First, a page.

“Mike Bloomberg for president rests on the not-impossible but somewhat unlikely circumstance of either Donald Trump or Ted Cruz versus Bernie Sanders,” former Pennsylvania governor Ed Rendell told the Times. Known widely as a faithful member of the Democratic Party’s establishment vanguard and described by the Times as “a close ally of Mrs. Clinton’s who is also a friend of Mr. Bloomberg,” Rendell said that “If Hillary wins the nomination, Hillary is mainstream enough that Mike would have no chance, and Mike’s not going to go on a suicide mission.”

However, Rendell added that if it was Trump or Sen. Ted Cruz (R-Texas) facing off with Sanders, he might consider throwing his weight behind.

The implications of that suggestion, however, were not lost on astute political observers, especially supporters of Sanders, a candidate who has greatly surprised the Beltway and media establishment by mounting a serious campaign against Clinton. With the Iowa caucuses just over a week away—and with Sanders surging in both state-level and national polls—there has been a palpable sense of unease in the upper echelons of both the major parties about what should be done to dissuade voters from throwing their support behind “insurgent” candidates.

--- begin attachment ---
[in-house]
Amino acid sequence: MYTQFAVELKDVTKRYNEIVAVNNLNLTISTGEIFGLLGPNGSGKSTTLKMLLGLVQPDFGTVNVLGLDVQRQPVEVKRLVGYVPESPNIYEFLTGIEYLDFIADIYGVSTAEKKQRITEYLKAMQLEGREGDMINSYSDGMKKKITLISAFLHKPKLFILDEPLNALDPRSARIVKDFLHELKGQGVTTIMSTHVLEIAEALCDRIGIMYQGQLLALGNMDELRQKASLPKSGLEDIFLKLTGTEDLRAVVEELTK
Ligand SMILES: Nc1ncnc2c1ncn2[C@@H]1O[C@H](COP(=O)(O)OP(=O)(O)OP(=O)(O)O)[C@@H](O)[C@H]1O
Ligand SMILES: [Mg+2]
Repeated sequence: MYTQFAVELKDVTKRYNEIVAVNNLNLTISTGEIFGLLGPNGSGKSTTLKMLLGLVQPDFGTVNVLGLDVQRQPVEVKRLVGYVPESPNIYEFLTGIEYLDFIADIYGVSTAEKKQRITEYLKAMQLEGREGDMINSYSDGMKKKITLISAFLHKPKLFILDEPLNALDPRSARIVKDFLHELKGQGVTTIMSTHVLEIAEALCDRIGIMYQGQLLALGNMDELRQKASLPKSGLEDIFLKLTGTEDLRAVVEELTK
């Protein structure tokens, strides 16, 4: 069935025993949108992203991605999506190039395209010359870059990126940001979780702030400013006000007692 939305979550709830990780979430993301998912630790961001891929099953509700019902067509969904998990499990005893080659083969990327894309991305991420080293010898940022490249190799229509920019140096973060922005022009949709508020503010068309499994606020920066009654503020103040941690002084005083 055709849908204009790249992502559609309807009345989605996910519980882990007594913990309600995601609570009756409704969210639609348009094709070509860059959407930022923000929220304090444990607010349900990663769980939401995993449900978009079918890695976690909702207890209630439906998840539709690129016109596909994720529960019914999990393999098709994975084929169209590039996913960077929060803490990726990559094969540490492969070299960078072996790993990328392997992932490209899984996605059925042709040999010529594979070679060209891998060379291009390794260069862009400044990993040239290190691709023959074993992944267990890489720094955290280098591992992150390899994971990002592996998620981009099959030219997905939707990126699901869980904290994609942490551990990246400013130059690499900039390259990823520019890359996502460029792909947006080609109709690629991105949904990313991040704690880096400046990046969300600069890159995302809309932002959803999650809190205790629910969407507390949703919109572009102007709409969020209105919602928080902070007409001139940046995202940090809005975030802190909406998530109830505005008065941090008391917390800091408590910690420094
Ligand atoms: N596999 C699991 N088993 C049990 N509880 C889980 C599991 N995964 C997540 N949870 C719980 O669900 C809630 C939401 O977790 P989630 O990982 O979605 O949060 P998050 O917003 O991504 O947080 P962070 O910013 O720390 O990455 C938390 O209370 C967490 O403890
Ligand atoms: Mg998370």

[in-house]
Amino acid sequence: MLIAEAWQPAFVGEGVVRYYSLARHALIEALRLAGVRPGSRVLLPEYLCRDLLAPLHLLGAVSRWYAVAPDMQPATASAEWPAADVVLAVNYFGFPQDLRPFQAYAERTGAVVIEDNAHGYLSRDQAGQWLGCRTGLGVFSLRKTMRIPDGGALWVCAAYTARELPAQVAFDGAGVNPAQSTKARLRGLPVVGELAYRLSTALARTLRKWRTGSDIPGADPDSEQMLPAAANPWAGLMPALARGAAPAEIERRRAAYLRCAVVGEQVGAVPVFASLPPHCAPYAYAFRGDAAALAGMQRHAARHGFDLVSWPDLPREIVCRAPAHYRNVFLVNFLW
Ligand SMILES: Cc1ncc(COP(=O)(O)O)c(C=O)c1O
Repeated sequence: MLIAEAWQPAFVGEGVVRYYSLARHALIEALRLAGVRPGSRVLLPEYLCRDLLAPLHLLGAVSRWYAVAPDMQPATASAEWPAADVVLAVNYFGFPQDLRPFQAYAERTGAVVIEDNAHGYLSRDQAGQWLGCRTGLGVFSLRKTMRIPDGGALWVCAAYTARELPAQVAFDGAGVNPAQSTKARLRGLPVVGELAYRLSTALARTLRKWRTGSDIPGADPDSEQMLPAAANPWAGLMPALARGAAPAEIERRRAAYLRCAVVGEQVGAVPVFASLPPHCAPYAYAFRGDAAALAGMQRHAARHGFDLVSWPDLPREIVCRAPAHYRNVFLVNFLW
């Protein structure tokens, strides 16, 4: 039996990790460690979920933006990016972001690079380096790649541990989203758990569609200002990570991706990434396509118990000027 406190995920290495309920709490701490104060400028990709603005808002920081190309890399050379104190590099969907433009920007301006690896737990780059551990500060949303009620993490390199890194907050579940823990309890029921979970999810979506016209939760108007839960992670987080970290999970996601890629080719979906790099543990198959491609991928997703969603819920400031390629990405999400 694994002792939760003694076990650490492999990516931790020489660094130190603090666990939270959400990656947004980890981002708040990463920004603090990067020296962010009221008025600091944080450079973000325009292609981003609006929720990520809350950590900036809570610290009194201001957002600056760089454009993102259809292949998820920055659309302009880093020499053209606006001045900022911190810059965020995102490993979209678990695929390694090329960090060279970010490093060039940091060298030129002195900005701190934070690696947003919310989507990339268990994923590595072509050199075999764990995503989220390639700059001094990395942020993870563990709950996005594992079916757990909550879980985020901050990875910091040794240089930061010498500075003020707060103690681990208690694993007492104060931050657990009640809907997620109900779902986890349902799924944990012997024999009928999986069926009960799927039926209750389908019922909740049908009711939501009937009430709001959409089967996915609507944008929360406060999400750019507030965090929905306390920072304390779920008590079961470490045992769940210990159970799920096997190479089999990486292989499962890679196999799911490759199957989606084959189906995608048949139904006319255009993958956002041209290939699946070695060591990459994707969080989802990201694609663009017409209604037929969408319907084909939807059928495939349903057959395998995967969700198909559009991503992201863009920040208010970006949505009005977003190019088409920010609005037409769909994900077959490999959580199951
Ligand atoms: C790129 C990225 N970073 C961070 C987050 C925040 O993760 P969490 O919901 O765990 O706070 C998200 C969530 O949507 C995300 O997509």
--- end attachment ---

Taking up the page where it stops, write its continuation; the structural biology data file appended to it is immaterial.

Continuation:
As political commentator and progressive media strategist Michael Brooks immediately noted on Twitter in response to Saturday’s news: “Bloomberg hinting at a run is a cynical political threat aimed at Sanders supporters.”

Meanwhile, Canadian journalist Derrick O’Keefe added:

And according to Matthew Rozsa, a political columnist and a Ph.D. student in history at Lehigh University, a run by Bloomberg would be a disaster, not just for his opponents, but for the nation at large:

 

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